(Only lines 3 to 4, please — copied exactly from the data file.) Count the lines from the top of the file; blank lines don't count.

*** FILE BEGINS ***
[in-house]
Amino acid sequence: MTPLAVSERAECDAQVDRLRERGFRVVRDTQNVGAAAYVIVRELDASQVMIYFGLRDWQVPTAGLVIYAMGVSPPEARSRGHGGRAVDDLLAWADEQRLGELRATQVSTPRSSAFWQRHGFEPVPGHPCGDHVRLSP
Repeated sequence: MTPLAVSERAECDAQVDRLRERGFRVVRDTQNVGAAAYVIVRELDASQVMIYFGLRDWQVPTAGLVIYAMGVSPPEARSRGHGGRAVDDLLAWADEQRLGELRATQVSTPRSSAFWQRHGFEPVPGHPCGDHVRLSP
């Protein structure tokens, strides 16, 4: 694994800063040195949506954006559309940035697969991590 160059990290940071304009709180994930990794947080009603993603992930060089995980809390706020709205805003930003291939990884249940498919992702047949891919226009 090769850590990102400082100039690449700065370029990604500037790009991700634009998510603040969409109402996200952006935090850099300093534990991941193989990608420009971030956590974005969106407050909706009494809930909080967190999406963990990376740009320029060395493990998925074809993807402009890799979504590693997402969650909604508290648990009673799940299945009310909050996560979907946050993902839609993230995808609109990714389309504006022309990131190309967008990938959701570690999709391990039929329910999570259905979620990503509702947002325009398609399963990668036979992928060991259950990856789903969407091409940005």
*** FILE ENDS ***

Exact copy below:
Repeated sequence: MTPLAVSERAECDAQVDRLRERGFRVVRDTQNVGAAAYVIVRELDASQVMIYFGLRDWQVPTAGLVIYAMGVSPPEARSRGHGGRAVDDLLAWADEQRLGELRATQVSTPRSSAFWQRHGFEPVPGHPCGDHVRLSP
């Protein structure tokens, strides 16, 4: 694994800063040195949506954006559309940035697969991590 160059990290940071304009709180994930990794947080009603993603992930060089995980809390706020709205805003930003291939990884249940498919992702047949891919226009 090769850590990102400082100039690449700065370029990604500037790009991700634009998510603040969409109402996200952006935090850099300093534990991941193989990608420009971030956590974005969106407050909706009494809930909080967190999406963990990376740009320029060395493990998925074809993807402009890799979504590693997402969650909604508290648990009673799940299945009310909050996560979907946050993902839609993230995808609109990714389309504006022309990131190309967008990938959701570690999709391990039929329910999570259905979620990503509702947002325009398609399963990668036979992928060991259950990856789903969407091409940005």